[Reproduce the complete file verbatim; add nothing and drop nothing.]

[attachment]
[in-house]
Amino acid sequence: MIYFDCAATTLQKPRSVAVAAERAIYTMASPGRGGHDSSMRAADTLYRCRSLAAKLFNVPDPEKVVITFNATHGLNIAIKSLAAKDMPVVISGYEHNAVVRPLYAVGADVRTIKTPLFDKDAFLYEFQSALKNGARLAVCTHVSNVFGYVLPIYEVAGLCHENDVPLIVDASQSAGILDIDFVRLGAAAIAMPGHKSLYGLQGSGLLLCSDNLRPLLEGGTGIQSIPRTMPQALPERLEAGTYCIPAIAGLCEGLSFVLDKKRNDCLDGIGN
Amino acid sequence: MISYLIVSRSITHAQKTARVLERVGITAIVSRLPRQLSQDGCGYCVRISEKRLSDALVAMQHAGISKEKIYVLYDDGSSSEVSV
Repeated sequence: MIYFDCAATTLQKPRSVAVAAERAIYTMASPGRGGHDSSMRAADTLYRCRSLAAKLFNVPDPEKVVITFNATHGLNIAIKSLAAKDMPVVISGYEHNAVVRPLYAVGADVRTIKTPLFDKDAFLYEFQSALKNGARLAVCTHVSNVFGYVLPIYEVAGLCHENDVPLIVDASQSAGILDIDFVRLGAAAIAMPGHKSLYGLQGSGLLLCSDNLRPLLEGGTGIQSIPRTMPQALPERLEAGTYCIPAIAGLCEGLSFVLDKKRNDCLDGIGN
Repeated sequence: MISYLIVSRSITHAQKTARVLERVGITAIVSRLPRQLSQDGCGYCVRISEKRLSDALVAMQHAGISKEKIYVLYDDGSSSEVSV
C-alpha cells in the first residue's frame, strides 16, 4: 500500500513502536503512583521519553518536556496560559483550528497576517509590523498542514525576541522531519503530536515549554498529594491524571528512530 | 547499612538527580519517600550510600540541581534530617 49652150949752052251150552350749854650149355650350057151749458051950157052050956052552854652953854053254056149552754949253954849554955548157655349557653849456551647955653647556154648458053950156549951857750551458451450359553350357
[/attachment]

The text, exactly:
[in-house]
Amino acid sequence: MIYFDCAATTLQKPRSVAVAAERAIYTMASPGRGGHDSSMRAADTLYRCRSLAAKLFNVPDPEKVVITFNATHGLNIAIKSLAAKDMPVVISGYEHNAVVRPLYAVGADVRTIKTPLFDKDAFLYEFQSALKNGARLAVCTHVSNVFGYVLPIYEVAGLCHENDVPLIVDASQSAGILDIDFVRLGAAAIAMPGHKSLYGLQGSGLLLCSDNLRPLLEGGTGIQSIPRTMPQALPERLEAGTYCIPAIAGLCEGLSFVLDKKRNDCLDGIGN
Amino acid sequence: MISYLIVSRSITHAQKTARVLERVGITAIVSRLPRQLSQDGCGYCVRISEKRLSDALVAMQHAGISKEKIYVLYDDGSSSEVSV
Repeated sequence: MIYFDCAATTLQKPRSVAVAAERAIYTMASPGRGGHDSSMRAADTLYRCRSLAAKLFNVPDPEKVVITFNATHGLNIAIKSLAAKDMPVVISGYEHNAVVRPLYAVGADVRTIKTPLFDKDAFLYEFQSALKNGARLAVCTHVSNVFGYVLPIYEVAGLCHENDVPLIVDASQSAGILDIDFVRLGAAAIAMPGHKSLYGLQGSGLLLCSDNLRPLLEGGTGIQSIPRTMPQALPERLEAGTYCIPAIAGLCEGLSFVLDKKRNDCLDGIGN
Repeated sequence: MISYLIVSRSITHAQKTARVLERVGITAIVSRLPRQLSQDGCGYCVRISEKRLSDALVAMQHAGISKEKIYVLYDDGSSSEVSV
C-alpha cells in the first residue's frame, strides 16, 4: 500500500513502536503512583521519553518536556496560559483550528497576517509590523498542514525576541522531519503530536515549554498529594491524571528512530 | 547499612538527580519517600550510600540541581534530617 49652150949752052251150552350749854650149355650350057151749458051950157052050956052552854652953854053254056149552754949253954849554955548157655349557653849456551647955653647556154648458053950156549951857750551458451450359553350357